The Denver-based Institute for the Advancement of the American Legal System announced it will carry out a nationwide survey of a broad swath of U.S. residents and businesses to find out what their legal needs are and how the country’s legal system can be reformed.
IAALS is teaming up with the Netherlands-based Hague Institute for Innovation of Law (HiiL), which has carried out similar justice needs surveys in 18 countries, including Nigeria, Lebanon, Ukraine and Indonesia.
The two-year study, which launched earlier this month with a kick-off meeting at the IAALS headquarters, is funded by the Bohemian Foundation in Fort Collins, which offers grants to community arts and civic organizations.
IAALS and HiiL will be working with a company to help them administer the computer-based survey to make sure the study covers people from all around the country with a mix of urban and rural respondents and representation from all ages, genders, ethnicities and income levels.
While she was reluctant to make too many predictions about what the survey might find, Brittany Kauffman, a senior director at IAALS, said that based on the trends the organization has found in its other work, she suspects family law and debt collection will be prominent issues among U.S. respondents.
“I also think in addition to low-income [people], we’re going to find that people who are in the middle-income bracket, as well, are really facing legal needs and struggling with how to get resolution and access to our system,” Kauffman said.
IAALS and HiiL will finalize the survey over the fall and administer it in the spring. After the results are in, they plan to finish the report in early fall 2020 and share the data widely to give lawyers and judges the information they need to improve the legal system.
“We want attorneys to read these reports and really understand what the legal needs are in their communities [and] their regions that are, or are not, being met,” she said. “I think that’s important for lawyers to understand when they’re thinking about their own practice and how they’re meeting the needs of their clients.”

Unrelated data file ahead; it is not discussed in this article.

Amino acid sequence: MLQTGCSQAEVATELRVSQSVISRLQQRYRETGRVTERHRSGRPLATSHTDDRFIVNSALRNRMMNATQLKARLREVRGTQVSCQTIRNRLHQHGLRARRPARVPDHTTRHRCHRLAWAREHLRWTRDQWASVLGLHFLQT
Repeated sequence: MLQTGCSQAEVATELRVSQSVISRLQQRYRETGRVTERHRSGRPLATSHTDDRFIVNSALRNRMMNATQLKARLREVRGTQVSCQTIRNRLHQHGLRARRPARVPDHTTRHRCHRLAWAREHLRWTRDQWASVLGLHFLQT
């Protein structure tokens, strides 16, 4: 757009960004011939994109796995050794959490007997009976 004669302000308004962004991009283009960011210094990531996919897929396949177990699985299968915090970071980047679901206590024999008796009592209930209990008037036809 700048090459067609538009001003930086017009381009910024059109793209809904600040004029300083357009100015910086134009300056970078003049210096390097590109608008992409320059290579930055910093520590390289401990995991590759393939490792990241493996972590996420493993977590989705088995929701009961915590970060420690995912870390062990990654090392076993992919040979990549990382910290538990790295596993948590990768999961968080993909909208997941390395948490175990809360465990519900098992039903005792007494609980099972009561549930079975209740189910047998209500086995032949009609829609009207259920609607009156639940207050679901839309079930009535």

The results could help legislators understand the unmet legal needs and better allocate funding for courts in the communities they represent, Kauffman said.
IAALS will also conduct two other surveys, with input from HiiL, of small and mid-sized businesses and another for larger corporations about their own justice needs and experiences with the legal system, the results of which will be released in a companion report next fall.
Kauffman said that while similar surveys have been conducted for different states, it has been decades since a nationwide survey of the justice needs of people from all income groups has been done.
“IAALS really felt like it was important to do a justice needs survey in the United States that was up to date,” she said.
“HiiL has the experience of doing these types of surveys around the world. But they hadn’t yet done it in the United States,” Kaufmann said. “And so we approached them to ask if they would like to partner with us on this project.”
“There is a common misconception that most access to justice issues affect developing countries,” Dr. Martin Gramatikov, Measuring Justice Director at HiiL, said in a news release. “Our research has revealed that to be unfounded.
“In fact, we can state that often times the more developed a nation is, the more justice needs exist in the population, and the greater the challenge of access to justice for all. That is why we specifically chose to bring our experience and survey to the United States,” Gramatikov said.
IAALS and HiiL have overlapping goals in that they both take an evidence-based approach to justice system reform, according to Kauffman.
“We also have a similar approach in that we believe that reform should be user-centric and should be focused on understanding what is happening for the users of our legal system,” she added.
IAALS and HiiL will co-publish the survey findings with online interactive dashboards that “allow greater transparency and a deeper dive into the data,” and the results will establish a baseline that will allow for a follow-up comparative study in five or ten years, according to the news release.
— Jessica Folker